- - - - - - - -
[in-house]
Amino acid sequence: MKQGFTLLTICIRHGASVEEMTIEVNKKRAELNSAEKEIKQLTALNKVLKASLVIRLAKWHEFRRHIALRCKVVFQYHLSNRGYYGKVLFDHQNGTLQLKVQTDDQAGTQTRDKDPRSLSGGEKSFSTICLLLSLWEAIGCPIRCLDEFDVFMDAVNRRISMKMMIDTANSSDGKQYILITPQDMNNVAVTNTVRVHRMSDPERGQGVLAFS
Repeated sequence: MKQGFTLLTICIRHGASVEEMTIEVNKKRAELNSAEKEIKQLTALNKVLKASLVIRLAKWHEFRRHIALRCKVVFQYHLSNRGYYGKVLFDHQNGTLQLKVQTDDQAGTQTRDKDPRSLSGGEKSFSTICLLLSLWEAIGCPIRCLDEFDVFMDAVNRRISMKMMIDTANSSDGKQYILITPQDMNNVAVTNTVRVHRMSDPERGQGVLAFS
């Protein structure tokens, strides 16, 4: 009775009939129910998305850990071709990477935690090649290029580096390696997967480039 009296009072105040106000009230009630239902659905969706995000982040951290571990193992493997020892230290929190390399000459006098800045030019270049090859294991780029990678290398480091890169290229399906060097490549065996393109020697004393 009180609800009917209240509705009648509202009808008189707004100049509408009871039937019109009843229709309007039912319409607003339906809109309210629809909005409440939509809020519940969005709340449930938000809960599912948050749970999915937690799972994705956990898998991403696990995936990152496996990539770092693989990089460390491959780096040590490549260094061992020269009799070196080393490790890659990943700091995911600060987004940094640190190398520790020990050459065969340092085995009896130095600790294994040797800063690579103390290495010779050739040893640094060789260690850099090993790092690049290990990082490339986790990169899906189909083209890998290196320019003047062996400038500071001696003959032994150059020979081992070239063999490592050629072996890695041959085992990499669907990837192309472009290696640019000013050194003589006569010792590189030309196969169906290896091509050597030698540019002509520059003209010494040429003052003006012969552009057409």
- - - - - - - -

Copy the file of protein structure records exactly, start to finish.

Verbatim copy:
[in-house]
Amino acid sequence: MKQGFTLLTICIRHGASVEEMTIEVNKKRAELNSAEKEIKQLTALNKVLKASLVIRLAKWHEFRRHIALRCKVVFQYHLSNRGYYGKVLFDHQNGTLQLKVQTDDQAGTQTRDKDPRSLSGGEKSFSTICLLLSLWEAIGCPIRCLDEFDVFMDAVNRRISMKMMIDTANSSDGKQYILITPQDMNNVAVTNTVRVHRMSDPERGQGVLAFS
Repeated sequence: MKQGFTLLTICIRHGASVEEMTIEVNKKRAELNSAEKEIKQLTALNKVLKASLVIRLAKWHEFRRHIALRCKVVFQYHLSNRGYYGKVLFDHQNGTLQLKVQTDDQAGTQTRDKDPRSLSGGEKSFSTICLLLSLWEAIGCPIRCLDEFDVFMDAVNRRISMKMMIDTANSSDGKQYILITPQDMNNVAVTNTVRVHRMSDPERGQGVLAFS
């Protein structure tokens, strides 16, 4: 009775009939129910998305850990071709990477935690090649290029580096390696997967480039 009296009072105040106000009230009630239902659905969706995000982040951290571990193992493997020892230290929190390399000459006098800045030019270049090859294991780029990678290398480091890169290229399906060097490549065996393109020697004393 009180609800009917209240509705009648509202009808008189707004100049509408009871039937019109009843229709309007039912319409607003339906809109309210629809909005409440939509809020519940969005709340449930938000809960599912948050749970999915937690799972994705956990898998991403696990995936990152496996990539770092693989990089460390491959780096040590490549260094061992020269009799070196080393490790890659990943700091995911600060987004940094640190190398520790020990050459065969340092085995009896130095600790294994040797800063690579103390290495010779050739040893640094060789260690850099090993790092690049290990990082490339986790990169899906189909083209890998290196320019003047062996400038500071001696003959032994150059020979081992070239063999490592050629072996890695041959085992990499669907990837192309472009290696640019000013050194003589006569010792590189030309196969169906290896091509050597030698540019002509520059003209010494040429003052003006012969552009057409």